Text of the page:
• on a long, extended grade determine a comfortable speed that you do not want to exceed - (I'm going to suggest that it should be less then the posted limit) - if your speed reaches your own limit then brake fairly firmly to slow yourself down - then release the brake till you reach your own limit again - the key point here is you do not want to ride the brake - also note that the more often you have to use the brakes suggests you might want to lower your own upper limit - and perhaps gear down some more.

And yes - after an event where your brakes were smoking - it would be a good idea to check them out then make sure they are adjusted correctly.

Good Luck


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Old 03-22-2015, 02:11 PM   #6
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A favorite tool of mine for diagnosing heat issues, IR Temp gun. Helps you find the heat.

Also used it cooking one time making pancakes, cheated and used it to check griddle temp. Worked.
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Old 03-22-2015, 07:53 PM   #7
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Thanks for all the help. I'll keep you posted. 
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Old 03-24-2015, 02:07 PM   #8
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Rarely does new brake lining on a brake shoe exactly conforms to a drum until it has been used a bit. The trick is not to have heavy brake use until the shoes conform to that drum. In that period of newness, full brake shoe contact does not occur. Therefore the effectiveness of the brakes is not as good after some use. Appling more brake pressure to the shoes will generate more heat than the shoe/drum can shed, creating smoke and possible hard spots on the drum. With hard spots the braking will be uneven as that hard spot come in contact and goes out of contact with the shoe. A hardened brake drum surface is not a good friction surface for braking.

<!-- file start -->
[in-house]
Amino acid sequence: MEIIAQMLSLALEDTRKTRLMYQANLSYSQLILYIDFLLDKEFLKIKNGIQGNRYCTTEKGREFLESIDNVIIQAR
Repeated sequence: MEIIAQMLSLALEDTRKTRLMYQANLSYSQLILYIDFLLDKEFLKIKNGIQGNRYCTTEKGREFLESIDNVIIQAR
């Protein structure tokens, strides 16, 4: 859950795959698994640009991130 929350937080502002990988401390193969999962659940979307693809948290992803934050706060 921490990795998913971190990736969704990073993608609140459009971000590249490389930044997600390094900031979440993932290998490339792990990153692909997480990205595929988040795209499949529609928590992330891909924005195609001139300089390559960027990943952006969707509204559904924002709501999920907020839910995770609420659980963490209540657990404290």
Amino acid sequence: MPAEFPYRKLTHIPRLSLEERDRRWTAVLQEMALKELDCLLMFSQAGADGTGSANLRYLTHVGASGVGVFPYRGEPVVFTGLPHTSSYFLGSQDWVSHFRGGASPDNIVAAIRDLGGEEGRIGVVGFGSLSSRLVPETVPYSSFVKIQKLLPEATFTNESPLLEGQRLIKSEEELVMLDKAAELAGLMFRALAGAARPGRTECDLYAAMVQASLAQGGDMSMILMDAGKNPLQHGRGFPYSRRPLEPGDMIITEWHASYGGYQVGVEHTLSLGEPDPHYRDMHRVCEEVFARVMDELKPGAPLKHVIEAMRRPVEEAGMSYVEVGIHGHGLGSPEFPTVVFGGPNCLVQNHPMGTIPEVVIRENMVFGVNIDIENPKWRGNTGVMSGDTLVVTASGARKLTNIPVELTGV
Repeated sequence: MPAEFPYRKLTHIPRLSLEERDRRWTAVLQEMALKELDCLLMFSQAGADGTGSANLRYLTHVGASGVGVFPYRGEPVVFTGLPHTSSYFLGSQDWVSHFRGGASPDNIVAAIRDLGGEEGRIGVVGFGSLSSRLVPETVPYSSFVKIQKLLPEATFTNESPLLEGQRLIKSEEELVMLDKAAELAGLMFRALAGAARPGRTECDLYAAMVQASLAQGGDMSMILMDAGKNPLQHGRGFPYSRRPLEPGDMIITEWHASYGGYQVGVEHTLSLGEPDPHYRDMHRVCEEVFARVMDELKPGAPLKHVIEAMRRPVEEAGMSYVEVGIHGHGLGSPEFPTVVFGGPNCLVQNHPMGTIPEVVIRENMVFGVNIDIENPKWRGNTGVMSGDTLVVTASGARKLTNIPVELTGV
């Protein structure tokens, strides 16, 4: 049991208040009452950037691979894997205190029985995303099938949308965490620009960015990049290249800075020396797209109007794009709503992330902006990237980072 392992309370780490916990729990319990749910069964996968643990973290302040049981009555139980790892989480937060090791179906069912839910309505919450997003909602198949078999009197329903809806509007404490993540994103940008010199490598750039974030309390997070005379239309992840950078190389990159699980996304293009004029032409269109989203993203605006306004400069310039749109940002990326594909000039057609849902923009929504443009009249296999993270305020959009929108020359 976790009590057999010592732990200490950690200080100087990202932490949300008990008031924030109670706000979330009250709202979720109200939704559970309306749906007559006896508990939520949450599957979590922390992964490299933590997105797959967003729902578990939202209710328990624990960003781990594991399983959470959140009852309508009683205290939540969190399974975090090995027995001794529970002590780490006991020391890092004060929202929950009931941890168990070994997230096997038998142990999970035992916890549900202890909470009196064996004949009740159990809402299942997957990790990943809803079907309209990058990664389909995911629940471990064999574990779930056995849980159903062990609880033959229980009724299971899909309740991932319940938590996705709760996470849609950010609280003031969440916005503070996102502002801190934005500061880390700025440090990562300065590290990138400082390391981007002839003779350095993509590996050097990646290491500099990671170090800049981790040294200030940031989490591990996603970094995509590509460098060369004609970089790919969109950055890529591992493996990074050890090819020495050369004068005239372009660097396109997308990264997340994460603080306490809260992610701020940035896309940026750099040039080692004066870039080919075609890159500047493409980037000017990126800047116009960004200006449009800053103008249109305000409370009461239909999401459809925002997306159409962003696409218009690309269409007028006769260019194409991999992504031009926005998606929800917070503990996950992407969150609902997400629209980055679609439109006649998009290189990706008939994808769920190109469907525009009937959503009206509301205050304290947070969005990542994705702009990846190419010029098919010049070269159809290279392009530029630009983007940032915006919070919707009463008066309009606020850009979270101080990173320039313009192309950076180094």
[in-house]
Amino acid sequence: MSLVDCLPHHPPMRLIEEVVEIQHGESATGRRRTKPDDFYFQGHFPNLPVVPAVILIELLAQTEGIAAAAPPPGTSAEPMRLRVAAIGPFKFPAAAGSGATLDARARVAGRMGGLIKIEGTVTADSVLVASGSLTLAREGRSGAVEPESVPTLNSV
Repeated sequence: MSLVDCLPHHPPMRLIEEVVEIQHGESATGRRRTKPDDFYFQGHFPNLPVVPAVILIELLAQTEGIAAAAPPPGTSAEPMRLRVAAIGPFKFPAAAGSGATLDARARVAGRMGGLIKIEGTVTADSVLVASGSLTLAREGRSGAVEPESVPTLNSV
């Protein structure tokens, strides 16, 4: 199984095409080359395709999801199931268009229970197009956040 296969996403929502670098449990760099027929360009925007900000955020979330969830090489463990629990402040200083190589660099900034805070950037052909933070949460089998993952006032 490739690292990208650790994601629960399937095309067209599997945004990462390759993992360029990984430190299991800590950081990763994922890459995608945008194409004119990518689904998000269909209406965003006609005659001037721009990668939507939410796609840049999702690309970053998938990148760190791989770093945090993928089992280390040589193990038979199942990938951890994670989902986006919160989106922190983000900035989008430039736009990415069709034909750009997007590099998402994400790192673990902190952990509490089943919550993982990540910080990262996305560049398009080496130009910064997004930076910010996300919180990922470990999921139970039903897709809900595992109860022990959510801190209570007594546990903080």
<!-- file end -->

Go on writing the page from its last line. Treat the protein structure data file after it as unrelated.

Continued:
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Old 05-08-2015, 05:28 PM   #9
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I do that drive all the time... that is not normal. sounds like you were holding your breaks for too long. It's better to downshift and then brake (harder) periodically rather than break constantly, which generates more heat.

Pads are likely glazed, I'd replace.
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Old 08-24-2015, 08:57 PM   #10
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eisenhower pass

meaning no offense,but all yall from colo. who "drive that all the time" should consider that the rest of us don't! That stretch of road is one of the top 10 scariest drives with a trailer. I've heard truckers on the CB ( fron the east coast) who won't drive past denver because of that road. You can get up to 85 mph coasting on some of downhill sections. I've seen more OTR semis pulled over and smokin on parts of that route than any other, and that includes the bighorns and north yellowstone and the back way into palm springs. just my opinion,driving a school bus on MN ice for 26 yrs.
joe the bus driver
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Old 08-24-2015, 09:47 PM   #11
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Even when not towing, I stay geared down on either side of Eisenhower Tunnel and a few other places in Colorado and I grew up driving here.